- Psychosocial strategies and referral
- Health care administration
- Professional development and responsibility
Based on the nature of a professional program, the sequence of athletic training-specific coursework, and clinical internships is heavily prescribed, which allows limited flexibility for satisfying other related degree requirements (e.g. General Education, and Kinesiology core courses), or frequenting non-degree electives (e.g. prerequisites for various graduate degree programs). Students wishing to take non-degree electives may need to explore strategic ways to do so (e.g. taking these courses over the summer, or winter break if/as feasible). This is especially true if there is a potential for non-degree elective courses to conflict with prioritizing athletic training-specific coursework, and clinical internship activities.
- The Athletic Training major suggested academic plan, and requirements are found here.
Athletic training-specific courses are taken at the following frequency throughout a student’s matriculation:
- Spring semester upon admission = 6 credits
- Following academic cycle = 22 credits (9 credits in Fall Semester, and 13 in Spring Semester)
- Last year = 9 credits (6 credits in Fall Semester, and 3 credits in Spring Semester)
A detailed description of sequenced athletic training-specific courses, and clinical internships is provided here. All coursework typically ends before, or shortly after 2:15pm daily to accommodate clinical education requirements. Required athletic training-specific courses are offered in Fall, and Spring Semesters only.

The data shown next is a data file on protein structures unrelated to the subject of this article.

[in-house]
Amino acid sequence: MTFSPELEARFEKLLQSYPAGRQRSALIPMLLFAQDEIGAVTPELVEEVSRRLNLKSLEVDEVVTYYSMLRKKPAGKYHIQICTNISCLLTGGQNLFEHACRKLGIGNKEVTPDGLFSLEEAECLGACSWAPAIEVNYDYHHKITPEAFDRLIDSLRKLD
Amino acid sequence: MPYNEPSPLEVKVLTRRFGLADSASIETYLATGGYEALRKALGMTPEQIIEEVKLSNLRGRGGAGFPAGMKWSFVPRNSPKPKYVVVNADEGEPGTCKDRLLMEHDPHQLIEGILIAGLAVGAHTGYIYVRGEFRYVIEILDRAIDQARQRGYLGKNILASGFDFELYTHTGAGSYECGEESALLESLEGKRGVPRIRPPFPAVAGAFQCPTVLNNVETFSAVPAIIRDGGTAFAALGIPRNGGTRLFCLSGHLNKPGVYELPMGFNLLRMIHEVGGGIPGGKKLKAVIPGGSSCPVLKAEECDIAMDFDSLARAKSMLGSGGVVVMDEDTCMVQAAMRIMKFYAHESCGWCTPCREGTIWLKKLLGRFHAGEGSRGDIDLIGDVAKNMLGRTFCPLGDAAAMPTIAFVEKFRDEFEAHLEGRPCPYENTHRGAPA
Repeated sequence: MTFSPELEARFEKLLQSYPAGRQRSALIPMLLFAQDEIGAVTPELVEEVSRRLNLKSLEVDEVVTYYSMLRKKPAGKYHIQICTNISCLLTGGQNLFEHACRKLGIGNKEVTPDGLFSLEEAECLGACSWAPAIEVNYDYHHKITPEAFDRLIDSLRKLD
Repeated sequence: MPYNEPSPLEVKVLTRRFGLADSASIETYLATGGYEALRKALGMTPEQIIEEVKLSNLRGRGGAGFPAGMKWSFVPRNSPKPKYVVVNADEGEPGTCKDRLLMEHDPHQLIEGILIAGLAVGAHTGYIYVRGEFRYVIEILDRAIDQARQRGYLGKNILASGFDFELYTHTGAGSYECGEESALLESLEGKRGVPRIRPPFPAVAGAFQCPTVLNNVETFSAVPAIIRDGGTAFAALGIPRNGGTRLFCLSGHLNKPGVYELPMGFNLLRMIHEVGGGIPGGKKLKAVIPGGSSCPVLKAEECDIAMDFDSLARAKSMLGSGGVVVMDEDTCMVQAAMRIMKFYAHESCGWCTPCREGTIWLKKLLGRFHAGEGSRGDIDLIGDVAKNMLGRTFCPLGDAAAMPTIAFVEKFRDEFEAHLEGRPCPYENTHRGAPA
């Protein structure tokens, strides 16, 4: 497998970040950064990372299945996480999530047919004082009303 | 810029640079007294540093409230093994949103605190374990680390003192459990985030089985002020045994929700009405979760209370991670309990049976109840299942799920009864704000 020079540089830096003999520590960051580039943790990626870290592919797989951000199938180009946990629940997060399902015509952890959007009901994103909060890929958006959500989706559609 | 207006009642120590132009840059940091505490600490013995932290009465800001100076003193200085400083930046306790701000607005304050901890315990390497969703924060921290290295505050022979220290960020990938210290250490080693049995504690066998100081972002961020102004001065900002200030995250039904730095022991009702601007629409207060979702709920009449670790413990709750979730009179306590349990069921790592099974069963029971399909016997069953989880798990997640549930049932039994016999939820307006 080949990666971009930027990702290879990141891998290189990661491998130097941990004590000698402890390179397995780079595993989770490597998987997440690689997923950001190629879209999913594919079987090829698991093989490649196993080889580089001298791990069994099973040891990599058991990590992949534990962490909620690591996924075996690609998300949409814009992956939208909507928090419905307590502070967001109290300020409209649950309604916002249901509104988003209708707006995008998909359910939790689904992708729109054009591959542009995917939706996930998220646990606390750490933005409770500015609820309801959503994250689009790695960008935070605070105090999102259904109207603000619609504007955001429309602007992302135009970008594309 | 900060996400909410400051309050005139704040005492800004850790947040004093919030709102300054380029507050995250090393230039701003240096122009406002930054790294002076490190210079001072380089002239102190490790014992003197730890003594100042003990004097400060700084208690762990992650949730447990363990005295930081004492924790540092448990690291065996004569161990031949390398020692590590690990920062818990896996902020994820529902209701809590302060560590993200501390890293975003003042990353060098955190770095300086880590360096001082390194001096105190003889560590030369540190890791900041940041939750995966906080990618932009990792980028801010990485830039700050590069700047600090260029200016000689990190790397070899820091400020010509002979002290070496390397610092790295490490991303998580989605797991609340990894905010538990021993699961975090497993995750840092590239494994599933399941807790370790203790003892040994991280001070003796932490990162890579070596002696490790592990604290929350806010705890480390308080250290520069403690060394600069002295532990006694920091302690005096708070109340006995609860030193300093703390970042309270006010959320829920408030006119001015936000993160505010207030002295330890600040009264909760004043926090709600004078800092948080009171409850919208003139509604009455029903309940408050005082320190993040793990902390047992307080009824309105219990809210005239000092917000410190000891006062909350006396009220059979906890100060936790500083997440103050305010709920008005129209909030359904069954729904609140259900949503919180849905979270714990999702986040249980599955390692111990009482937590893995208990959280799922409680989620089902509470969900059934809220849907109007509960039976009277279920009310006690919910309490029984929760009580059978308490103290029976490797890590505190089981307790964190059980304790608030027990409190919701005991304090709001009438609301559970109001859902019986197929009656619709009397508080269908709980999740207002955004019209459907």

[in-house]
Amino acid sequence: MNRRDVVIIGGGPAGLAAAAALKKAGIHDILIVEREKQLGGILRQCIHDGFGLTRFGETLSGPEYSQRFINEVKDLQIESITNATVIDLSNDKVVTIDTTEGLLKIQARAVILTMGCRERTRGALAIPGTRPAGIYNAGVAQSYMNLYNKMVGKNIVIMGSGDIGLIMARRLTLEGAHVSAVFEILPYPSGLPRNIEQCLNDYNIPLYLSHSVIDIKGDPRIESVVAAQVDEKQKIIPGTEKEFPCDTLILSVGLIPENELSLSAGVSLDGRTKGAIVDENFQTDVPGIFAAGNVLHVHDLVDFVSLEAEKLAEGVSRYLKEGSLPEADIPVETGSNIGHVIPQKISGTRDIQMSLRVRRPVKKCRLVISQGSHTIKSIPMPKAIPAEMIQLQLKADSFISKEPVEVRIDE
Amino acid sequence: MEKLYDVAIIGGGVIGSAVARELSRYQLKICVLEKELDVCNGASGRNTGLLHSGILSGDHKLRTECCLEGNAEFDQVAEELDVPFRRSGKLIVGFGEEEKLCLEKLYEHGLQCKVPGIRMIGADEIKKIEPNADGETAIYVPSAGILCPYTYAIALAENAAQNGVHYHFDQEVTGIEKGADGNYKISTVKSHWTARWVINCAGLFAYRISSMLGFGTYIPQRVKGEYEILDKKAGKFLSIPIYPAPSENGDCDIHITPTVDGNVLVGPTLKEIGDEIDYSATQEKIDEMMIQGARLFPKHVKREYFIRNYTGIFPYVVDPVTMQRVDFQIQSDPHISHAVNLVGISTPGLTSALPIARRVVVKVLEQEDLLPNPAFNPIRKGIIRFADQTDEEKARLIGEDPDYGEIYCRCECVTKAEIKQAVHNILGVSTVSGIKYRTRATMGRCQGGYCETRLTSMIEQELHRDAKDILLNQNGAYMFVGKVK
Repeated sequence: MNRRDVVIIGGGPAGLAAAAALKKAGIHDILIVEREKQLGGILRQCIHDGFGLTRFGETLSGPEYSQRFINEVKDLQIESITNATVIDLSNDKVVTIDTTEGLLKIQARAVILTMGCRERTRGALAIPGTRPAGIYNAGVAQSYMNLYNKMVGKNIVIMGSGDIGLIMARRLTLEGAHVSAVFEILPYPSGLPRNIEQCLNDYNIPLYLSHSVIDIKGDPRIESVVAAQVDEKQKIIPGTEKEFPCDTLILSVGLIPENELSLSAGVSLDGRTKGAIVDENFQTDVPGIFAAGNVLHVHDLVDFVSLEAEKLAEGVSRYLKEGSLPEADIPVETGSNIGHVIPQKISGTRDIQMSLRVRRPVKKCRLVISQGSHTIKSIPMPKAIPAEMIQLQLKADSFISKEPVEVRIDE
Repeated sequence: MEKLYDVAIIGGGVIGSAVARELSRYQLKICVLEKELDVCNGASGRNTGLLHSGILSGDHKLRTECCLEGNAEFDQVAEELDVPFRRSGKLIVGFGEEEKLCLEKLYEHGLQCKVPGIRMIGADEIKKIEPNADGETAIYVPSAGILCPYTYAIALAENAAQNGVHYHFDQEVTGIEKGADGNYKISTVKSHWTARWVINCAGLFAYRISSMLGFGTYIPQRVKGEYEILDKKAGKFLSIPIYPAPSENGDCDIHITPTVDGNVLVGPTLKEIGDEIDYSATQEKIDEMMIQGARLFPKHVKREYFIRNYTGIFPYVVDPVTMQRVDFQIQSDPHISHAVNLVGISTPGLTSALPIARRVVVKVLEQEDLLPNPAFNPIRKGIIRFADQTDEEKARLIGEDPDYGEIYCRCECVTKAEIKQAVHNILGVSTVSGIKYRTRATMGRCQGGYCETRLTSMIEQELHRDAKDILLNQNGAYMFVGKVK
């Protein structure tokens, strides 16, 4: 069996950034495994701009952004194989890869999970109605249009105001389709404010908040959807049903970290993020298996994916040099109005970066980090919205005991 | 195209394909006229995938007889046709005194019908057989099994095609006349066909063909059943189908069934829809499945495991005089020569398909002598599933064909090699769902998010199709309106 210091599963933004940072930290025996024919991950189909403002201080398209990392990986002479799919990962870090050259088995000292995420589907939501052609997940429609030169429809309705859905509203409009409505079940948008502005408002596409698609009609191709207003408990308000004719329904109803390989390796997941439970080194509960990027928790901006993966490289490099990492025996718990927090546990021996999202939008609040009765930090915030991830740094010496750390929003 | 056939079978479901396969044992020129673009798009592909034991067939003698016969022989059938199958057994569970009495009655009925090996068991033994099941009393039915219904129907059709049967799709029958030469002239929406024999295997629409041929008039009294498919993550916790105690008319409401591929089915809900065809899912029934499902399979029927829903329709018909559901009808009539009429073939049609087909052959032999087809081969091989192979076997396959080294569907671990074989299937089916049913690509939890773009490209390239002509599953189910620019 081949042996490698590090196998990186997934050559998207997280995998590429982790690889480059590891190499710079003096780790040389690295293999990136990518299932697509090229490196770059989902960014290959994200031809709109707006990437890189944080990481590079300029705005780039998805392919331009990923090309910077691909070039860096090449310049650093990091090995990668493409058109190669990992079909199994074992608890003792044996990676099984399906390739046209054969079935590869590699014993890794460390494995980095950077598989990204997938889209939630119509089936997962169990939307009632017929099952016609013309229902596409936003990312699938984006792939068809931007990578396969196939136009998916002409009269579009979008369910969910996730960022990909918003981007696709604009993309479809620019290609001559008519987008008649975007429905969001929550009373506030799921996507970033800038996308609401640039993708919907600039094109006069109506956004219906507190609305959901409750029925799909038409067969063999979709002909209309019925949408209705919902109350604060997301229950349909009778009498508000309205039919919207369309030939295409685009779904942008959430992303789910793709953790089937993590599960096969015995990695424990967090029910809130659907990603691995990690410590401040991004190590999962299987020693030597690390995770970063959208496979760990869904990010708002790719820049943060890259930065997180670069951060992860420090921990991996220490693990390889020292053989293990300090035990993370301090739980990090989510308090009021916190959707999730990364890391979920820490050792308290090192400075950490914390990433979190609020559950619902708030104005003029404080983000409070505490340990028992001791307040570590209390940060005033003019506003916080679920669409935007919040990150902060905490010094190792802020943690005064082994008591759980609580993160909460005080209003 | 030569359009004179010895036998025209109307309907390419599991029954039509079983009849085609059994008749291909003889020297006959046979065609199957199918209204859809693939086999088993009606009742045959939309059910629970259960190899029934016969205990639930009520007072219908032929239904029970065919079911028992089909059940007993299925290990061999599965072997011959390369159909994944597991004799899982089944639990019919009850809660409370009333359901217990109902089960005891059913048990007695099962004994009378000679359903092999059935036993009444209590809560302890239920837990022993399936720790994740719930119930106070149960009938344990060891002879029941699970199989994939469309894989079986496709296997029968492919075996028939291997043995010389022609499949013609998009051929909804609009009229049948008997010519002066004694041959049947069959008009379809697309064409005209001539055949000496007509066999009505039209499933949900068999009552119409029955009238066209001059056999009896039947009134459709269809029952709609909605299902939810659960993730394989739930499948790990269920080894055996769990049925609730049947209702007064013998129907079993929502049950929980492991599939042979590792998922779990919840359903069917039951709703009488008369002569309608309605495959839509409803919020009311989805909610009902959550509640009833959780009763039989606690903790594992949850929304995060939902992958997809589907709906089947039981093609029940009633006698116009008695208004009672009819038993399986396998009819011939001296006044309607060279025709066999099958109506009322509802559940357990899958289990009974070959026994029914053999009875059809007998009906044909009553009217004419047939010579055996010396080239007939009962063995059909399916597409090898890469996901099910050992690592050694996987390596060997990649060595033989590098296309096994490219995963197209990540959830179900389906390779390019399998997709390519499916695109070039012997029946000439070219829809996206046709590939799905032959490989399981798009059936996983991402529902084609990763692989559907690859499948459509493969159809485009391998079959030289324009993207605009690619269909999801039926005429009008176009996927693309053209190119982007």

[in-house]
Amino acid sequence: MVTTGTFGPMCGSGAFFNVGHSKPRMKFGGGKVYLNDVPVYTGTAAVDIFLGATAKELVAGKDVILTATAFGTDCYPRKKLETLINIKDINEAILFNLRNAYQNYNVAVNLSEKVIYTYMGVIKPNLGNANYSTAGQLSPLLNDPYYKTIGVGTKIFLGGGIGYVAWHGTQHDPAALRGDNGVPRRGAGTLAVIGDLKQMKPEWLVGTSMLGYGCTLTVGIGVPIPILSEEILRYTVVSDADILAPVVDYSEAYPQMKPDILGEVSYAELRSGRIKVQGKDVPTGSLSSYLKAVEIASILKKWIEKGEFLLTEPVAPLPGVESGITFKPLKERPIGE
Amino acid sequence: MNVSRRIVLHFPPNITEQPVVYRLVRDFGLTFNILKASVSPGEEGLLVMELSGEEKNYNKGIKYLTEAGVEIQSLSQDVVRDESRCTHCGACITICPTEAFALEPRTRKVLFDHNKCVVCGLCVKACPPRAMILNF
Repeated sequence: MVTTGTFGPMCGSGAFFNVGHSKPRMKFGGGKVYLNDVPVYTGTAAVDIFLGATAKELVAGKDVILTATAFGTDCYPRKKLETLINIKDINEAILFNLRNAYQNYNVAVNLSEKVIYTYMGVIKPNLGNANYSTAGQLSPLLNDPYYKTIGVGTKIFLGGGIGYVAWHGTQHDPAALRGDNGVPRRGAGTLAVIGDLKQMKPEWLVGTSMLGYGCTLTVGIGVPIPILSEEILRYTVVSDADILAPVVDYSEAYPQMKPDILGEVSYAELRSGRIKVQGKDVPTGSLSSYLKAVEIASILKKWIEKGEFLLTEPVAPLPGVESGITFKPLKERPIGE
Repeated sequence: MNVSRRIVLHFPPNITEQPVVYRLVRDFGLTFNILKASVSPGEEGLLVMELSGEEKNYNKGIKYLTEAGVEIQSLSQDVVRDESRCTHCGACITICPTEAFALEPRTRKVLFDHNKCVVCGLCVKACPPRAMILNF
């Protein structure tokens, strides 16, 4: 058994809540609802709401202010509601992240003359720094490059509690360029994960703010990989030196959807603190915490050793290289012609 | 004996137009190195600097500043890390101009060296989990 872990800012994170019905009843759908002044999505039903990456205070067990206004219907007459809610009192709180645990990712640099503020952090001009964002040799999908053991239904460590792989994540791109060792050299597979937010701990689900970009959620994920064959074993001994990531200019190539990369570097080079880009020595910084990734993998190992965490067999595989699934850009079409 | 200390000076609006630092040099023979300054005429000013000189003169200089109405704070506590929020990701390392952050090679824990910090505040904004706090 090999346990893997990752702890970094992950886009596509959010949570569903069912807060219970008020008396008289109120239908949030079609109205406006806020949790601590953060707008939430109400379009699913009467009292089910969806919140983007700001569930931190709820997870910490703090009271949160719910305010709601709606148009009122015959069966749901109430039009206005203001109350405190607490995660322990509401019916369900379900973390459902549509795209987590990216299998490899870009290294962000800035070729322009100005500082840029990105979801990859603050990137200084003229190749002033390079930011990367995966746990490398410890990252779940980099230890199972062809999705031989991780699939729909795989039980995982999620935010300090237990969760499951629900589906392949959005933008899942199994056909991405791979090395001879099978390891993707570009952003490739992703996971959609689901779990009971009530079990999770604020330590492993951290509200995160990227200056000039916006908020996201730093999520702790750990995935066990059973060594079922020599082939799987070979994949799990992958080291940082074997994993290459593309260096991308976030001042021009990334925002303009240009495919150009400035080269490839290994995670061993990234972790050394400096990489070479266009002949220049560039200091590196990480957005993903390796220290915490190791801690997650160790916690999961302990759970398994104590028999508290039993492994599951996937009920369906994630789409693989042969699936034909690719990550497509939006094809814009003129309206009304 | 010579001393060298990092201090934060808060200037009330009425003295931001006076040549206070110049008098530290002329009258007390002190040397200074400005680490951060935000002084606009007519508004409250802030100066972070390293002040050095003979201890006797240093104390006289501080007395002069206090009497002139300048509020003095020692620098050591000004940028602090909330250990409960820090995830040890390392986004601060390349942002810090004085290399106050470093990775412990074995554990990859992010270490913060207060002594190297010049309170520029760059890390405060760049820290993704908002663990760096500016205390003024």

Students that experience an event that disrupts their projected matriculation through the program of study (particularly with athletic training-specific courses, and clinical internships) may require additional time to complete the major given the accreditation standards that enforce a coherent sequencing of programmatic instruction, and student progression; therefore, waiving, or alternating prerequisites associated with athletic training-specific courses, and clinical internships is not permissible. In such instances, this may potentially result in a delay of graduation given the particular circumstance.
In the applied component of the curriculum, students complete 5 semesters of clinical education experiences that provide various exposures for students to gain competency in practice domains with hands-on learning experiences under the direct supervision, and instruction of athletic trainers, physicians, and other health care personnel serving as preceptors. These experiences typically range between 130-375 hours per semester given the particular clinical internship level. Read more about the clinical education model.